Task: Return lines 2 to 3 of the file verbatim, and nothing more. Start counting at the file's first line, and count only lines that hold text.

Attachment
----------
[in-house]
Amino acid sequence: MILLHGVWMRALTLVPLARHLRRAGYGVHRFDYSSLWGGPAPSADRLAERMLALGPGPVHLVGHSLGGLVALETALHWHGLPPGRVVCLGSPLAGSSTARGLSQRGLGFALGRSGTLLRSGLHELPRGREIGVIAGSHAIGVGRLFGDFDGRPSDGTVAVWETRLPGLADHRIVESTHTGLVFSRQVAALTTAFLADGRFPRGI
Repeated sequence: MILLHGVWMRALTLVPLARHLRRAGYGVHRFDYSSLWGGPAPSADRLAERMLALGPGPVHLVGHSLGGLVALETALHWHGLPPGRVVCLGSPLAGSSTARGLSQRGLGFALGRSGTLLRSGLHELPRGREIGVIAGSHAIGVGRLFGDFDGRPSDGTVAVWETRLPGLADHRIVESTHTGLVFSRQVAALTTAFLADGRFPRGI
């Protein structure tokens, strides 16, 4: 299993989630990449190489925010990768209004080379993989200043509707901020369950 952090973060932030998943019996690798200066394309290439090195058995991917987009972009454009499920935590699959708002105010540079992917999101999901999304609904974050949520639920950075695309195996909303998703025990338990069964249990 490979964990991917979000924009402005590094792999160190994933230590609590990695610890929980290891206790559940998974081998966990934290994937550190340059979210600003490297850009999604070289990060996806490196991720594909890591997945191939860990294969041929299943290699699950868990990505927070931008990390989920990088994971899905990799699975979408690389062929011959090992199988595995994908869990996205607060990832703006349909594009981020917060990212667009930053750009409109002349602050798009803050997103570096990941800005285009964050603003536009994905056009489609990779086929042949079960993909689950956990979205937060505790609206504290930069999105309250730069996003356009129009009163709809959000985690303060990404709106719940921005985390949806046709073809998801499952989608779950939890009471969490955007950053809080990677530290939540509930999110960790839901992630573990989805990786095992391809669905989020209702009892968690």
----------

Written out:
Amino acid sequence: MILLHGVWMRALTLVPLARHLRRAGYGVHRFDYSSLWGGPAPSADRLAERMLALGPGPVHLVGHSLGGLVALETALHWHGLPPGRVVCLGSPLAGSSTARGLSQRGLGFALGRSGTLLRSGLHELPRGREIGVIAGSHAIGVGRLFGDFDGRPSDGTVAVWETRLPGLADHRIVESTHTGLVFSRQVAALTTAFLADGRFPRGI
Repeated sequence: MILLHGVWMRALTLVPLARHLRRAGYGVHRFDYSSLWGGPAPSADRLAERMLALGPGPVHLVGHSLGGLVALETALHWHGLPPGRVVCLGSPLAGSSTARGLSQRGLGFALGRSGTLLRSGLHELPRGREIGVIAGSHAIGVGRLFGDFDGRPSDGTVAVWETRLPGLADHRIVESTHTGLVFSRQVAALTTAFLADGRFPRGI